Idaho State Mourns the Loss of William "Bill" McCurdy
October 7, 2021
William “Bill” McCurdy, a long-time member of the faculty in Philosophy at Idaho State University, died on Monday, Oct. 4, his 74th birthday.
Born and raised in Pocatello, Bill's connection to ISU was lifelong. As a young boy, he was already making regular visits to campus on field trips from nearby John Greenleaf Whittier Elementary. He went on to study philosophy at ISU as an undergraduate with Bill King and Glen Allen in the 1970s. After earning an M.A. from the University of Hawaii, he lived many years in Japan and Taiwan, teaching both English and Philosophy. He returned to Pocatello in 2000 and soon became a full-time lecturer in Philosophy.
Bill was an outstanding teacher for many years in the Philosophy Program at ISU, where he taught general introductory courses in philosophy and ethics, along with courses in logic and Asian philosophy. He combined a formidable command of the subject with an easy, approachable personality, and his intellectual curiosity and enthusiasm for philosophy were contagious with students, many of whom went on to major in the subject.
“I really admired and envied Bill’s ability to connect with students,” says Jim Skidmore, his longtime colleague. “Philosophy can seem obscure; it can be hard to get students to see why they should care about the questions we investigate. Bill had such a knack for getting students to see the urgency of these questions and the appeal of trying to answer them rigorously.”
Bill’s own work in philosophy was characterized by an undaunted intellectual independence. He was drawn to the most difficult, abstract problems in metaphysics, logic, and the philosophy of language, and he was particularly interested in finding solutions to these problems in the work of Charles Sanders Peirce. In recent years, Bill increasingly devoted his attention to developing and sharing his own philosophical work. This took him to conferences across the globe—places like Colombia, Brazil, China, and Japan—where he presented papers interpreting, defending, and applying Peirce’s semiotics.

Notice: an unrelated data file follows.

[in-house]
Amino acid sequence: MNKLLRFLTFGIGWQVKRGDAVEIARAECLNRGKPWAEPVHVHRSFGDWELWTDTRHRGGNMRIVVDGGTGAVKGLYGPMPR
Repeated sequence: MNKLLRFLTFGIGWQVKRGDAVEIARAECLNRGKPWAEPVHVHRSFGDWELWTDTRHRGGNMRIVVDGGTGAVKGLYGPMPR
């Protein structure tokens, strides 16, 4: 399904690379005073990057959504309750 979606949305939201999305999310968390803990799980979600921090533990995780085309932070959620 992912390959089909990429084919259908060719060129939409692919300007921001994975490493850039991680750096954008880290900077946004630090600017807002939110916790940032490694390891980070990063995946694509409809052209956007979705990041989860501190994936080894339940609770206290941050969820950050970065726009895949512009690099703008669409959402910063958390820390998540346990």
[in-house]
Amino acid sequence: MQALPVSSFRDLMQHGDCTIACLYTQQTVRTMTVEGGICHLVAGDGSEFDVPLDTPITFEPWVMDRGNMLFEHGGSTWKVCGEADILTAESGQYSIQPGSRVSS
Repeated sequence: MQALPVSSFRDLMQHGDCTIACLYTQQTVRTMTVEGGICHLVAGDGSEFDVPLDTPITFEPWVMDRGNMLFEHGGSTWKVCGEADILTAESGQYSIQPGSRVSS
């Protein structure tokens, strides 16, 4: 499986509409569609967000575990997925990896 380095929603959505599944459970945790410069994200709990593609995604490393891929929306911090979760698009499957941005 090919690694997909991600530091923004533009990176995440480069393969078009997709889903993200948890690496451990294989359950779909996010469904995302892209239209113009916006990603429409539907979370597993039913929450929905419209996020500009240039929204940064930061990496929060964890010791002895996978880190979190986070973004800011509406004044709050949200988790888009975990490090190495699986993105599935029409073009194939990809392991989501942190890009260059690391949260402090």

Bill leaves behind many faculty and students grieving his loss. His colleagues will remember his friendly, searching intellectual engagement, his plentiful supply of corny jokes, his love of Japanese art and culture, and so much more. “He was such a positive presence in our department,” Skidmore said. “It’s a terrible loss for our program, and for so many of us personally.”
Memories from Leonid Hanin, Professor of Mathematics and Statistics
The news of Bill McCurdy’s passing devastated me. Just a month ago we were planning to check out Hokkaido Ramen, a Japanese restaurant in Pocatello. I knew that without a connoisseur of all things Japanese, as Bill surely was, I would get lost in their menu. Who could have imagined that this would be my last conversation with Bill…
I got acquainted with Bill more than 15 years ago at Oboler library at ISU. Over these years we had more talks, walks and visits to local restaurants than I can remember. Every time we met or spoke over the phone our conversations revolved around philosophy, logic, history, teaching, politics and family. With his characteristic generosity, eloquence and attention to detail, he shared with me his insights into the cultures of the many overseas places where he had lived: Hong Kong, the Philippines, Taiwan and Japan. The last of these – Japan -- was his heart’s passion, and during our last phone conversation he told me that he is planning to brush up his Japanese and visit Japan. His fascination with Japan blended naturally with his passion for his two sons from a Japanese wife, his Japanese daughter-in-law, and his grandson.
On the scientific and professional front, Bill’s greatest passion was the philosophy, logic, mathematics and semiotics of Charles Sanders Peirce. This led to Bill’s strong interest in abstract mathematics -- modern algebra, topology and category theory, subjects we discussed on many occasions. The generosity of his heart was also unsparingly shared with his students of oriental philosophy, logic and other subjects that he taught at ISU.
A Pocatello native, Bill had an unparalleled knowledge of its history. During one of our Friday Art Walks in downtown Pocatello, Bill literally told me the history of every building that we passed.
Bill was a genuine person in all his interests, pursuits and relationships. And, above all, he was a genuine American patriot.
Bill was always on the move – giving talks at international conferences, visiting his family and friends, and hiking in Idaho and the places he visited. It is heartbreaking that his many plans and projects will never be brought to fruition.